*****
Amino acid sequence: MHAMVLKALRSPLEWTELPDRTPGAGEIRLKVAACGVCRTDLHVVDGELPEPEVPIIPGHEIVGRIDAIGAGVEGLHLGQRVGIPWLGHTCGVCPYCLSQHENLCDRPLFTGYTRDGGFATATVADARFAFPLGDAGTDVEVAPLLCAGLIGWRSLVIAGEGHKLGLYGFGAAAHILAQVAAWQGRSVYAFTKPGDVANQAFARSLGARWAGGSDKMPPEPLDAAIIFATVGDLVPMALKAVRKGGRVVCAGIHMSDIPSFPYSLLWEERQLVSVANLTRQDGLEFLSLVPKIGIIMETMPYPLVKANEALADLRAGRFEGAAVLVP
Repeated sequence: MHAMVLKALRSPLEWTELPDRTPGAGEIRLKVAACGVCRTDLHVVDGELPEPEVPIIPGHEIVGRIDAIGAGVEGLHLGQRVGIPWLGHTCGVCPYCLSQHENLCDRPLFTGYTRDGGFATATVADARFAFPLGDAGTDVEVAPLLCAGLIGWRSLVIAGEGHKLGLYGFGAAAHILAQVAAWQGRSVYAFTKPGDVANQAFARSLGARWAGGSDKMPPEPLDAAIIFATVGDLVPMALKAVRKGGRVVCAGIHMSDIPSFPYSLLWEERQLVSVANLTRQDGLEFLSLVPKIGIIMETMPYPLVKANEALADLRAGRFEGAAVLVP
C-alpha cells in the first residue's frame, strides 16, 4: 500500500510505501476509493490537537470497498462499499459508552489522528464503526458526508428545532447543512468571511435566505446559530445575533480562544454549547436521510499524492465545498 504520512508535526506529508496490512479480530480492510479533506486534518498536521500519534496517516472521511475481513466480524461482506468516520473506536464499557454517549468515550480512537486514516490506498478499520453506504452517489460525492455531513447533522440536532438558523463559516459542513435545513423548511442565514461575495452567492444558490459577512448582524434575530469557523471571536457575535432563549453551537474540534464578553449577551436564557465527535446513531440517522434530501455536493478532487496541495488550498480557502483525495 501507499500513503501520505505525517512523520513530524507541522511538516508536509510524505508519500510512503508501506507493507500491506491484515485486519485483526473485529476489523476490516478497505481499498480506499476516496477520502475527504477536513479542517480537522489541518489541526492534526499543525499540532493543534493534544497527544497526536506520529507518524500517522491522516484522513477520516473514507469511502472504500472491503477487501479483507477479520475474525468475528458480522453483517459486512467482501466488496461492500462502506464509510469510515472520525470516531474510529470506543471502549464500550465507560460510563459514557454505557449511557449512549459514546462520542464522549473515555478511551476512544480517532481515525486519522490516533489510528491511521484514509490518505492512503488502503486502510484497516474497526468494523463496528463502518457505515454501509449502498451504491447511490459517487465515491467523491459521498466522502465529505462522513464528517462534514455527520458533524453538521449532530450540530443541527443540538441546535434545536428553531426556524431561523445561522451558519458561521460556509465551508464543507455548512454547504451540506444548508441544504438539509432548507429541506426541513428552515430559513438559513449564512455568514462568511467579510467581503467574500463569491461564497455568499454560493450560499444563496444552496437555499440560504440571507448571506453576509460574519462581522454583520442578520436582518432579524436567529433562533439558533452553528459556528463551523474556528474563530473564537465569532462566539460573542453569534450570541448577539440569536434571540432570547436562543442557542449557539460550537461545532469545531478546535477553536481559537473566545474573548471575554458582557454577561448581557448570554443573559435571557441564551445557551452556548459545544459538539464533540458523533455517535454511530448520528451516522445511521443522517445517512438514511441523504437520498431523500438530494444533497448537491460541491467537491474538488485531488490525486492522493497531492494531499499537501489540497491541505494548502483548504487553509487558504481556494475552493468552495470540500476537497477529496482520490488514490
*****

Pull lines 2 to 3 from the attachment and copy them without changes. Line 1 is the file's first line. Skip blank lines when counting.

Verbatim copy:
Repeated sequence: MHAMVLKALRSPLEWTELPDRTPGAGEIRLKVAACGVCRTDLHVVDGELPEPEVPIIPGHEIVGRIDAIGAGVEGLHLGQRVGIPWLGHTCGVCPYCLSQHENLCDRPLFTGYTRDGGFATATVADARFAFPLGDAGTDVEVAPLLCAGLIGWRSLVIAGEGHKLGLYGFGAAAHILAQVAAWQGRSVYAFTKPGDVANQAFARSLGARWAGGSDKMPPEPLDAAIIFATVGDLVPMALKAVRKGGRVVCAGIHMSDIPSFPYSLLWEERQLVSVANLTRQDGLEFLSLVPKIGIIMETMPYPLVKANEALADLRAGRFEGAAVLVP
C-alpha cells in the first residue's frame, strides 16, 4: 500500500510505501476509493490537537470497498462499499459508552489522528464503526458526508428545532447543512468571511435566505446559530445575533480562544454549547436521510499524492465545498 504520512508535526506529508496490512479480530480492510479533506486534518498536521500519534496517516472521511475481513466480524461482506468516520473506536464499557454517549468515550480512537486514516490506498478499520453506504452517489460525492455531513447533522440536532438558523463559516459542513435545513423548511442565514461575495452567492444558490459577512448582524434575530469557523471571536457575535432563549453551537474540534464578553449577551436564557465527535446513531440517522434530501455536493478532487496541495488550498480557502483525495 501507499500513503501520505505525517512523520513530524507541522511538516508536509510524505508519500510512503508501506507493507500491506491484515485486519485483526473485529476489523476490516478497505481499498480506499476516496477520502475527504477536513479542517480537522489541518489541526492534526499543525499540532493543534493534544497527544497526536506520529507518524500517522491522516484522513477520516473514507469511502472504500472491503477487501479483507477479520475474525468475528458480522453483517459486512467482501466488496461492500462502506464509510469510515472520525470516531474510529470506543471502549464500550465507560460510563459514557454505557449511557449512549459514546462520542464522549473515555478511551476512544480517532481515525486519522490516533489510528491511521484514509490518505492512503488502503486502510484497516474497526468494523463496528463502518457505515454501509449502498451504491447511490459517487465515491467523491459521498466522502465529505462522513464528517462534514455527520458533524453538521449532530450540530443541527443540538441546535434545536428553531426556524431561523445561522451558519458561521460556509465551508464543507455548512454547504451540506444548508441544504438539509432548507429541506426541513428552515430559513438559513449564512455568514462568511467579510467581503467574500463569491461564497455568499454560493450560499444563496444552496437555499440560504440571507448571506453576509460574519462581522454583520442578520436582518432579524436567529433562533439558533452553528459556528463551523474556528474563530473564537465569532462566539460573542453569534450570541448577539440569536434571540432570547436562543442557542449557539460550537461545532469545531478546535477553536481559537473566545474573548471575554458582557454577561448581557448570554443573559435571557441564551445557551452556548459545544459538539464533540458523533455517535454511530448520528451516522445511521443522517445517512438514511441523504437520498431523500438530494444533497448537491460541491467537491474538488485531488490525486492522493497531492494531499499537501489540497491541505494548502483548504487553509487558504481556494475552493468552495470540500476537497477529496482520490488514490